DVD Night: Amadeus vs. Sweet Sweetback’s Baadasssss Song

Posted on January 25, 2005 by


Everything happens for a reason. Everything that comes our way is won, right? Teach em up and kids get right after that intimacy with god or perfection of wisdom chasing like it’s the fucking milk truck and no one wants to end up with gold teeth. Eventually the wake grows so wide only image left in their mind is longing, for its path to find. How are you supposed to know searching for the purpose, searching out the design, just puts you further yearning for the goal, truth?

Root out perfection and there ye shall find god. In “Amadeus” Mozart swivels his baton like a superconductor channeling the Rex Fantastic. Nevermind that Wolfie himself is a giggling ninny besotted by his own desperation for a father’s favor; he sits at his billiard table composing dipping into the inkwell like it’s a reservoir of divine cues. Antonio Salieri would kill to soak up the holy precision, but only fills with narcotic craze that his lifelong study can’t make him a vessel transmitting heavenly melodies. The angels he hears are all blown off course, their wings caught by the storm of progress. But who’s flawless? Mozart’s dad masks himself like he’s ready to preside at an orgy, and scares the opera prodigy’s eyes tight shut. Wolfgang’s middle name is barely uttered in the script but “Amadeus” is Latin for god’s lover.

Music to Salieri is god in mathematical resonance, the lord whose billiard balls bounce just so, just as he determined to strike them. Mozart does not bring the fugal counterpoints that Bach does, but his harmonies sound with a precise beauty that confounds Salieri nonetheless. The Italian hungers and hunts and his empty hands are to the movie like silences that draw tension between notes. Mozart’s real scores are the recitative matching the conflict’s slow rhythm haunt for haunt. The soundtrack of course is brilliant. Breathless Salieri identifies: “And there an oboe, high and unwavering, until a clarinet takes over and forms a phrase of such … longing.”

But this plaintive superscribing woodwind sounds like—that sounds like jazz! The soaring clarinet of “Sweet Sweetback’s Baadasssss Song” runs along high like telephone wires, transmitting escape, branching all over the land. If the Christian God is a clockmaker the jazz god is a blacksmith. Not just for forging new sounds from European instruments and West Indian rhythms, but because his work is never done. He doesn’t wind up his pieces and send them on their way; he stands by the furnace: hammers and mends, shatters and bends. Jazz is variation and invention. Instead of perfect, jazz is exquisite—which means “well chosen.” “Sweetback” is a chase movie and, like Salieri, the cops just can’t find what they seek.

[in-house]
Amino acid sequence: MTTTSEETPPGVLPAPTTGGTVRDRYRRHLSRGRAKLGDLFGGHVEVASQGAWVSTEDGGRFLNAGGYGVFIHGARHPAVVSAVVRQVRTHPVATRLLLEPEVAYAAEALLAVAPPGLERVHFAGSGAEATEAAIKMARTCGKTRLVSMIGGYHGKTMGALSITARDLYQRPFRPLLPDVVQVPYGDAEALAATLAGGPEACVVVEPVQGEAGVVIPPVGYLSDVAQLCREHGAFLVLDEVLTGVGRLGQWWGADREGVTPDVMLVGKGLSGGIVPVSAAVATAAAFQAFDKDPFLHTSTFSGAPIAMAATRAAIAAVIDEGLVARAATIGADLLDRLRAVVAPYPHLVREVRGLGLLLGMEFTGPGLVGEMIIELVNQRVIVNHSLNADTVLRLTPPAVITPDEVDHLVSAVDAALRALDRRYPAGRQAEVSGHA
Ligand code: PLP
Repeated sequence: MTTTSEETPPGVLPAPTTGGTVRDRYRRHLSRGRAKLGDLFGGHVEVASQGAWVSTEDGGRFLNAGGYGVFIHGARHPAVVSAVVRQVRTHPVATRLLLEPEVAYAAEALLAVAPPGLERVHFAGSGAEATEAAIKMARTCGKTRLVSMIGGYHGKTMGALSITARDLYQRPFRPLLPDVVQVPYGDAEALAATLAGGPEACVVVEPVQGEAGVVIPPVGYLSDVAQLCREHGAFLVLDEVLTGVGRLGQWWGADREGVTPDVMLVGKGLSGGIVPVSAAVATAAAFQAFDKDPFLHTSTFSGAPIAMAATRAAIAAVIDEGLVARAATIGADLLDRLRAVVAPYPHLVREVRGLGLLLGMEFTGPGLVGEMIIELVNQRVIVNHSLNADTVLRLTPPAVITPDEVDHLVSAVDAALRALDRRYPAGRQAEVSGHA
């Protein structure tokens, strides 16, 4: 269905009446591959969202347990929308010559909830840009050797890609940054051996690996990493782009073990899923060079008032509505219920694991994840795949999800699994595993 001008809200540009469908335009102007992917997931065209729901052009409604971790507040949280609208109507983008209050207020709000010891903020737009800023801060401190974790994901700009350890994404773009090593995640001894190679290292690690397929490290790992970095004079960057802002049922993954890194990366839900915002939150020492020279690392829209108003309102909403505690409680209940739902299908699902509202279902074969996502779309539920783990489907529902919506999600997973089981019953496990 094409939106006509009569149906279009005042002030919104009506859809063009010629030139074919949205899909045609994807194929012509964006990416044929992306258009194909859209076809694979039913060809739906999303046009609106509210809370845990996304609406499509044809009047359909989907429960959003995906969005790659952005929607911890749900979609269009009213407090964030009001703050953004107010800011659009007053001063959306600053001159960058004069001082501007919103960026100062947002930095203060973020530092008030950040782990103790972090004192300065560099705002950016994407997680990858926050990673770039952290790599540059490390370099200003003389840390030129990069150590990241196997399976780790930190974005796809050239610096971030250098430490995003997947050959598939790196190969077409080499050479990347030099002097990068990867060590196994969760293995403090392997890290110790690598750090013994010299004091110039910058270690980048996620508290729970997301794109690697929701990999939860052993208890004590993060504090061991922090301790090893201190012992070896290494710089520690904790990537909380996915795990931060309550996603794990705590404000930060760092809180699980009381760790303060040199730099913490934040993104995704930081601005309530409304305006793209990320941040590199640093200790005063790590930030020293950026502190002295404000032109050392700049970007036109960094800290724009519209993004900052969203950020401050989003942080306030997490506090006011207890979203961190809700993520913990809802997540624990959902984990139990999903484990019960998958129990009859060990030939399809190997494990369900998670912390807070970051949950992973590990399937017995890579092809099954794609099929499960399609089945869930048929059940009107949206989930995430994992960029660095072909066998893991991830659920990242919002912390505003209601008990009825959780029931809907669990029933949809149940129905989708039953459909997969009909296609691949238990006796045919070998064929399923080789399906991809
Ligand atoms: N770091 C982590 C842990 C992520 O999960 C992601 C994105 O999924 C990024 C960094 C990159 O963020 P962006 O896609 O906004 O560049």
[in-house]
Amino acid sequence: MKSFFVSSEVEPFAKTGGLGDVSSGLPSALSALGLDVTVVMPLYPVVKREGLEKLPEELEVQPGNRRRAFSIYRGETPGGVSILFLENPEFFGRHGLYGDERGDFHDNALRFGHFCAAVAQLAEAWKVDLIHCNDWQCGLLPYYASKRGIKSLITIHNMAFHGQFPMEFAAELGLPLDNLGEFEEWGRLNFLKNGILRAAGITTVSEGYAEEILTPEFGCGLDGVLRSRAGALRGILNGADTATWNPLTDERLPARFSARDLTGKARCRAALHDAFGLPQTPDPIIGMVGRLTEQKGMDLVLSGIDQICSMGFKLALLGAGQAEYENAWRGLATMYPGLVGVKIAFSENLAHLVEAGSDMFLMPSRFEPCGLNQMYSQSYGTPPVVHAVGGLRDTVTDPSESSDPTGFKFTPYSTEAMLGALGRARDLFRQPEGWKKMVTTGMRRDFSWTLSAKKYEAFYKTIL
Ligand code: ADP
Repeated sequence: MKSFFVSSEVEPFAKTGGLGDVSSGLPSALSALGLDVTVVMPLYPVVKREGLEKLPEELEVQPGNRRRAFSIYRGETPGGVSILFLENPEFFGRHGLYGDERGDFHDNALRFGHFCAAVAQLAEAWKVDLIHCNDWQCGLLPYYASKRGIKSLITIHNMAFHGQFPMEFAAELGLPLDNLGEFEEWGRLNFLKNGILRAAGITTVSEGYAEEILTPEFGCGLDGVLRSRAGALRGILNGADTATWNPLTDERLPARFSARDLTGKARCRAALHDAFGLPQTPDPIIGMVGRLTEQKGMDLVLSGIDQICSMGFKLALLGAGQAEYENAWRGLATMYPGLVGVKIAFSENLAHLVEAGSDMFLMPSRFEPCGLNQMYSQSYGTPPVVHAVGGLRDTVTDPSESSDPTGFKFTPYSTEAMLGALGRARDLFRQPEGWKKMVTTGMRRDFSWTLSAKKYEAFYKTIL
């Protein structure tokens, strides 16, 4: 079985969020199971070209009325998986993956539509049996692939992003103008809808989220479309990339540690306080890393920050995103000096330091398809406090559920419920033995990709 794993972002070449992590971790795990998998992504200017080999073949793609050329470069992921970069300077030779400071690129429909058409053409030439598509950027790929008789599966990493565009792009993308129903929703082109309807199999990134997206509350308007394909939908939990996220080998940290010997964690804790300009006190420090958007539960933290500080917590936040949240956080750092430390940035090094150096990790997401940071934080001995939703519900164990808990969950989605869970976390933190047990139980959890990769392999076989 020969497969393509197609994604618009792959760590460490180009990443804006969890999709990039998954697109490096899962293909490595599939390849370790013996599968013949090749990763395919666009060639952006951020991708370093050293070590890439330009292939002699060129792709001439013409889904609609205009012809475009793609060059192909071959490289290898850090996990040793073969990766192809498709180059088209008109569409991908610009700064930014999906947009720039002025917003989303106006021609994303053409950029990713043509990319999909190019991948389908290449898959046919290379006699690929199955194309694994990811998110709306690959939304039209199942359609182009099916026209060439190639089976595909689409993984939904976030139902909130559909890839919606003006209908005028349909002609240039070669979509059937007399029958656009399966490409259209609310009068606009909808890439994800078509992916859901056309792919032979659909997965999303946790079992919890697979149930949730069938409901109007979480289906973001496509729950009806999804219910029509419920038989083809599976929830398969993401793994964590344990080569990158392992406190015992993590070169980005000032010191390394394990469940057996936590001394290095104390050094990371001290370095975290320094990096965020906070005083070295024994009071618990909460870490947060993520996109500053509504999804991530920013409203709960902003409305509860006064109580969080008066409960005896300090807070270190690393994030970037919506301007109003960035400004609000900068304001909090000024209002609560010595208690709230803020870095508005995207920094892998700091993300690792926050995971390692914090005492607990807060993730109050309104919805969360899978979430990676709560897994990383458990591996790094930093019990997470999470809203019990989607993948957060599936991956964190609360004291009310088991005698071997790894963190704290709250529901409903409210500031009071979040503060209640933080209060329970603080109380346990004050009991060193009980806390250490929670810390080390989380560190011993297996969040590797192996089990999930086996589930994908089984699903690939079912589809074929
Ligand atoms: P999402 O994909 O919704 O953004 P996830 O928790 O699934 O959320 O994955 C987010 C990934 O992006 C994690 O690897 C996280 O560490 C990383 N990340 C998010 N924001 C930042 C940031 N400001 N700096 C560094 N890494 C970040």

“You can’t get away on wings. But niggers got feet.” Sweetback runs all day and night, wiggling his own magic wand and attracting LAPD like a lightning rod, but all he channeling is Redd Foxx. The black man doesn’t have a father to worry about and he doesn’t look back. When he’s with a woman, she’s the one feeling full with god’s word. Progress in “Sweetback” is an excuse for the police, a murmur from angels. Sweetback gets on by getting off course. Deviation defeats progress. Flawless can’t beat lawless. Haunted and hounded, chased by sirens, Sweetback makes his own path and his own high notes. With the squealing horns and clarinets, he breaks out. He moves with his feet instead of his hands clutching after something. Sweetback’s route is not designed. It hasn’t time for perfection. It’s pounded out and left for detectives to find, puzzle over and pursue.

Links in this post:

Antonio Salieri and Viennese Opera
William Paley’s “Natural Theology”
Redd Foxx on YouTube

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